Like many from a media background, I’ve been curious about ChatGPT’s capacity to assist, or even replace, journalists. I’ve seen some more than adequate AI-generated items but wondered about its capacity to advocate and emote – a key component of feature and opinion pieces.
Chris Dodds, Icon’s Managing Director of Growth & Innovation, has been running a series of ChatGPT trials, and we were determined to give it a tough task. We asked ChatGPT to produce opinion pieces on a current, nuanced topic – the Referendum on an Aboriginal and Torres Strait Islander Voice to Parliament – in the style of several prominent Australian journalists (Virginia Trioli, Laura Tingle, Peter Hartcher and Alan Jones). You can read the full text of the experiment here.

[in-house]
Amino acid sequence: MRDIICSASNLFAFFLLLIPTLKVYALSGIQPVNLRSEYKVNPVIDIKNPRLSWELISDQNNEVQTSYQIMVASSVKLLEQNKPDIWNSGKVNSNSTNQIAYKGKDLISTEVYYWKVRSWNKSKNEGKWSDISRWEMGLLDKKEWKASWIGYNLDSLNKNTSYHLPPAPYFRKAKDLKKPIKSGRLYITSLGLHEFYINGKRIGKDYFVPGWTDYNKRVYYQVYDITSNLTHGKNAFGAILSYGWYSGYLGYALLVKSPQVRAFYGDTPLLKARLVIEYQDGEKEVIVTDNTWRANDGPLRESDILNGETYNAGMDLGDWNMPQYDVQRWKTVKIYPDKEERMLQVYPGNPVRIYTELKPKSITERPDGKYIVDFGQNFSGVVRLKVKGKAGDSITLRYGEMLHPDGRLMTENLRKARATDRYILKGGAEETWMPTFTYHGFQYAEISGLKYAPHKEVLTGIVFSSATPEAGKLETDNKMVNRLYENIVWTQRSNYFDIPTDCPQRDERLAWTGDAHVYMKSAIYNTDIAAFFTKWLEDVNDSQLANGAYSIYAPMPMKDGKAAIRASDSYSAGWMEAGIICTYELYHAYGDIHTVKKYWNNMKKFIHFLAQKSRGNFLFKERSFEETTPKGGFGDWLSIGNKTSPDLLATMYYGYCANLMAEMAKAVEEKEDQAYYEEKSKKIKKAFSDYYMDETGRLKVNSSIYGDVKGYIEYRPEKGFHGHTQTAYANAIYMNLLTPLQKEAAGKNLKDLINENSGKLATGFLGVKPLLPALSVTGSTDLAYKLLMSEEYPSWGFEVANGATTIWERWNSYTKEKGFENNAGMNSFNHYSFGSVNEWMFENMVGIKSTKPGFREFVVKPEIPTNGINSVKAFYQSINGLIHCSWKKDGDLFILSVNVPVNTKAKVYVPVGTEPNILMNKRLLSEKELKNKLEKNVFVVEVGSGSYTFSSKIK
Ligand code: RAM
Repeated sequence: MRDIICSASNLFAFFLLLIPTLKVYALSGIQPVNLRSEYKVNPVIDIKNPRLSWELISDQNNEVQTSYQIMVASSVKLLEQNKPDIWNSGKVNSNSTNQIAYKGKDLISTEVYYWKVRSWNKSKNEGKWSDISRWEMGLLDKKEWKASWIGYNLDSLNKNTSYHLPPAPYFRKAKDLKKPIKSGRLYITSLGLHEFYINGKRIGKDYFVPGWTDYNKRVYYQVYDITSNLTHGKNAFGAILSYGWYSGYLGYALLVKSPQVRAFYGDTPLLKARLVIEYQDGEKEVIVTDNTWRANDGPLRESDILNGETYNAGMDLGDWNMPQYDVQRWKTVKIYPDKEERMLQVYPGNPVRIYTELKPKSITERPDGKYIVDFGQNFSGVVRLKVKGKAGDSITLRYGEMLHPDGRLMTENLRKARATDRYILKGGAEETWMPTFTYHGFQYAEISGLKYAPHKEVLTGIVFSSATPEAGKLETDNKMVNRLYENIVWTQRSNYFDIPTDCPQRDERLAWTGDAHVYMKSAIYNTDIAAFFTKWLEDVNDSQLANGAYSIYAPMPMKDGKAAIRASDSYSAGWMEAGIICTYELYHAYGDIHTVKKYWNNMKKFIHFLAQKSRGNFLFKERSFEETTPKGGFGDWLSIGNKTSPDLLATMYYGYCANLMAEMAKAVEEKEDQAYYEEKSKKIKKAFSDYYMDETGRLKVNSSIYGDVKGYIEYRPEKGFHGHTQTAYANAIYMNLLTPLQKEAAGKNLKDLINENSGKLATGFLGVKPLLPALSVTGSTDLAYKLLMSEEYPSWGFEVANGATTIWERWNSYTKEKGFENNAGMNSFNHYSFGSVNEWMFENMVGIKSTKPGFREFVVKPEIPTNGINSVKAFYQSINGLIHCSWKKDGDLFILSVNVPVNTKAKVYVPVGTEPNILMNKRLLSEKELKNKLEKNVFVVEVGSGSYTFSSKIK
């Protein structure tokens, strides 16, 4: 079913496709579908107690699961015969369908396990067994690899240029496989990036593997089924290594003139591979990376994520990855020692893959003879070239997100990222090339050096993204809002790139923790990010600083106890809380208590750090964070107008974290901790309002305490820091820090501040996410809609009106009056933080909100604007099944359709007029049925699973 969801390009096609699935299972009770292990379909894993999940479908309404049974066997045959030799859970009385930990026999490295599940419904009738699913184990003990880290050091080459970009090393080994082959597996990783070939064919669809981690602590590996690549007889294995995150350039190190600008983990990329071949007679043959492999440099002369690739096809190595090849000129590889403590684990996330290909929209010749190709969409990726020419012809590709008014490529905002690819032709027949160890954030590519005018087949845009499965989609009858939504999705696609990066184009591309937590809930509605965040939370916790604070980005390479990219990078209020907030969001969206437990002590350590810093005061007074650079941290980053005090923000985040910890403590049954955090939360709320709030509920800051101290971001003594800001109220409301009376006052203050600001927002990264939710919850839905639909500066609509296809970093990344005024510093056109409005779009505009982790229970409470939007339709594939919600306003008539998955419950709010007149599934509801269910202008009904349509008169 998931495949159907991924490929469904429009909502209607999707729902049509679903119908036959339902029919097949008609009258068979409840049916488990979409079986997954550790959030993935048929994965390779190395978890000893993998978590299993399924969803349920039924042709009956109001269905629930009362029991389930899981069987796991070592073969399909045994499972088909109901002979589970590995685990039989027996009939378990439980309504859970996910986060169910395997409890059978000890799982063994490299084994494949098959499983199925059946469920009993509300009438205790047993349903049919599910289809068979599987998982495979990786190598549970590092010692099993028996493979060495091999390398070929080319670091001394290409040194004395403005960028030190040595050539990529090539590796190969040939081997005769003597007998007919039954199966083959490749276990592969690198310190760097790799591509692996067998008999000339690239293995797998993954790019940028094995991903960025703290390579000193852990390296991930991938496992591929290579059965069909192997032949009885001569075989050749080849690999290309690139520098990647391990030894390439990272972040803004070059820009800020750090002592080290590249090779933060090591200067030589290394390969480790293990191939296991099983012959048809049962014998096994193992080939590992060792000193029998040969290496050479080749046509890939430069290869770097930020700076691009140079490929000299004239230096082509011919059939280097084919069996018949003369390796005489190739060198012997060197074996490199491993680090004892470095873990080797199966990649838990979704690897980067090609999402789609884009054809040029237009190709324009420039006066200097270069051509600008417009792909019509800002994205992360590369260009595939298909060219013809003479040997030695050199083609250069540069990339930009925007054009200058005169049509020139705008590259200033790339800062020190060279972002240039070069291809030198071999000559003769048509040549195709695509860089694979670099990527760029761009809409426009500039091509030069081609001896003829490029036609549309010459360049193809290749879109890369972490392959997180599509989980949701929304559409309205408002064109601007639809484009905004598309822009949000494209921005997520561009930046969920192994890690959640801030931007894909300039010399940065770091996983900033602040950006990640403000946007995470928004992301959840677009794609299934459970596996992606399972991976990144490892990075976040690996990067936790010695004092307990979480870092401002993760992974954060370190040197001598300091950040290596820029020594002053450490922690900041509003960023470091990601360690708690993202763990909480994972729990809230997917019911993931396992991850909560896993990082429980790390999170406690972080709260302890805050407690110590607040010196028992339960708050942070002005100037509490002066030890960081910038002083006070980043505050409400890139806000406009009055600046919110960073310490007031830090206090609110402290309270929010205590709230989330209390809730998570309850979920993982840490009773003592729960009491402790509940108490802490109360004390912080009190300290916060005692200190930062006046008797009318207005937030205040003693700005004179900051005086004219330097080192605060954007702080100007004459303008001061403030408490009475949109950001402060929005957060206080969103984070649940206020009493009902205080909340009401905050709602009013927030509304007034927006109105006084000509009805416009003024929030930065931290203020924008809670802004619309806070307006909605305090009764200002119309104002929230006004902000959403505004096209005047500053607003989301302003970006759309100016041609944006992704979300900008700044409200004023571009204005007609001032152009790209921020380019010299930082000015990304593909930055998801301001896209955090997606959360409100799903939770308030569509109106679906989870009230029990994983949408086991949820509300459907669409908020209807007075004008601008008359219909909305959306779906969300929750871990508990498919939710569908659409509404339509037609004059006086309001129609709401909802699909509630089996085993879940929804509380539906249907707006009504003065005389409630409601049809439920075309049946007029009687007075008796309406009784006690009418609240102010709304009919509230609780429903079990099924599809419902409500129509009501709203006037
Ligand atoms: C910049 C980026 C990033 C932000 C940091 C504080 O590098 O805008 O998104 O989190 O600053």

This involved several challenges, ChatGPT’s database is pre-2022, so it was unaware the referendum had already been called.
It struggled with taking an opinionated stance, which became apparent when it initially refused to write a piece opposing the Voice on behalf of Alan Jones. The apparently ‘woke’ AI stated it had to be ‘neutral’, but had no qualms about advocating in favour of the change.
My first shock was how quickly you begin to think of ChatGPT as a person, as you argue and cajole with a back-and-forth of questions and prompts to push it to produce opinions.
ChatGPT’s own effort to write on the Voice was factual, but bland, lacking a human tone or sense of emotion. When asked to mimic individual journalists’ styles it was more engaging.